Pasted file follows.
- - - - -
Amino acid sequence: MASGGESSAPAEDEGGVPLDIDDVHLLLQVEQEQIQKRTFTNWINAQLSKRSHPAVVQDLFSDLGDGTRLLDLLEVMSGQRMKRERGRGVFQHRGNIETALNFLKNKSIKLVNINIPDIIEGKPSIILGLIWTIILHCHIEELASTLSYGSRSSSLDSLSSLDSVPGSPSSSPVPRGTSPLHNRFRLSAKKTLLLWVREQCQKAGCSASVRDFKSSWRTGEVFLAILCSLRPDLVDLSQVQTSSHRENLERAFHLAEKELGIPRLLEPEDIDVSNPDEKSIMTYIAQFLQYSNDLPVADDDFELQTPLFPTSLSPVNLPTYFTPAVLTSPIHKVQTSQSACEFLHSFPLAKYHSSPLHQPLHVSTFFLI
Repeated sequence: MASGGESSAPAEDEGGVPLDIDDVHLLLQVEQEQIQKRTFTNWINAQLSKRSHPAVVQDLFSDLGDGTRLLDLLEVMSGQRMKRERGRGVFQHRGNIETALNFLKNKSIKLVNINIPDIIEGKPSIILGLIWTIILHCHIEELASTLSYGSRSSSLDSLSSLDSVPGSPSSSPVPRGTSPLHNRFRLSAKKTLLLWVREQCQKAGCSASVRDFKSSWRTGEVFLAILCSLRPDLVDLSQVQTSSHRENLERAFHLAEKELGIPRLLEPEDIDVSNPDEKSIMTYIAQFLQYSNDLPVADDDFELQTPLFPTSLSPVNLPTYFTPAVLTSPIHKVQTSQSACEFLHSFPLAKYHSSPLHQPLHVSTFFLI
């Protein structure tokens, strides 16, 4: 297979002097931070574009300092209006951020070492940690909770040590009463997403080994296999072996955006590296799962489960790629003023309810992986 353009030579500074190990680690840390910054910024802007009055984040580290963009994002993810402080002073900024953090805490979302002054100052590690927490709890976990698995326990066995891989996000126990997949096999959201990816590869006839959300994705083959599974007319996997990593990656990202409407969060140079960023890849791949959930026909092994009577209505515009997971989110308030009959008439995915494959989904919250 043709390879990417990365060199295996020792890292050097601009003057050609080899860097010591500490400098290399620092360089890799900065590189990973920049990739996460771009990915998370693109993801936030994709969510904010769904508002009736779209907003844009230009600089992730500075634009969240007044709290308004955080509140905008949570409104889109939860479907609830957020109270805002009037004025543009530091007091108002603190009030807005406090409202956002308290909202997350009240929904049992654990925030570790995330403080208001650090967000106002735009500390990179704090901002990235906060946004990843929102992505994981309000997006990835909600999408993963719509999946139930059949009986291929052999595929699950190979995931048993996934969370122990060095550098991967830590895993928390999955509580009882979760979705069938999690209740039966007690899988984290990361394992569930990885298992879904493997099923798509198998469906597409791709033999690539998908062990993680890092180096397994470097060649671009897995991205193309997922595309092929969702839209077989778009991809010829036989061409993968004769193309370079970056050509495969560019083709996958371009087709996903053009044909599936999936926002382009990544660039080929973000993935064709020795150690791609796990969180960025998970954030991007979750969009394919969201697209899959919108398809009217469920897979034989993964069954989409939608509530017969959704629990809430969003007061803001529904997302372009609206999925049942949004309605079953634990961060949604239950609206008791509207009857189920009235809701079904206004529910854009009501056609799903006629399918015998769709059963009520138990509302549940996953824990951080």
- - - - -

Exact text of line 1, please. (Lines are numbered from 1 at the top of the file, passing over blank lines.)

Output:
Amino acid sequence: MASGGESSAPAEDEGGVPLDIDDVHLLLQVEQEQIQKRTFTNWINAQLSKRSHPAVVQDLFSDLGDGTRLLDLLEVMSGQRMKRERGRGVFQHRGNIETALNFLKNKSIKLVNINIPDIIEGKPSIILGLIWTIILHCHIEELASTLSYGSRSSSLDSLSSLDSVPGSPSSSPVPRGTSPLHNRFRLSAKKTLLLWVREQCQKAGCSASVRDFKSSWRTGEVFLAILCSLRPDLVDLSQVQTSSHRENLERAFHLAEKELGIPRLLEPEDIDVSNPDEKSIMTYIAQFLQYSNDLPVADDDFELQTPLFPTSLSPVNLPTYFTPAVLTSPIHKVQTSQSACEFLHSFPLAKYHSSPLHQPLHVSTFFLI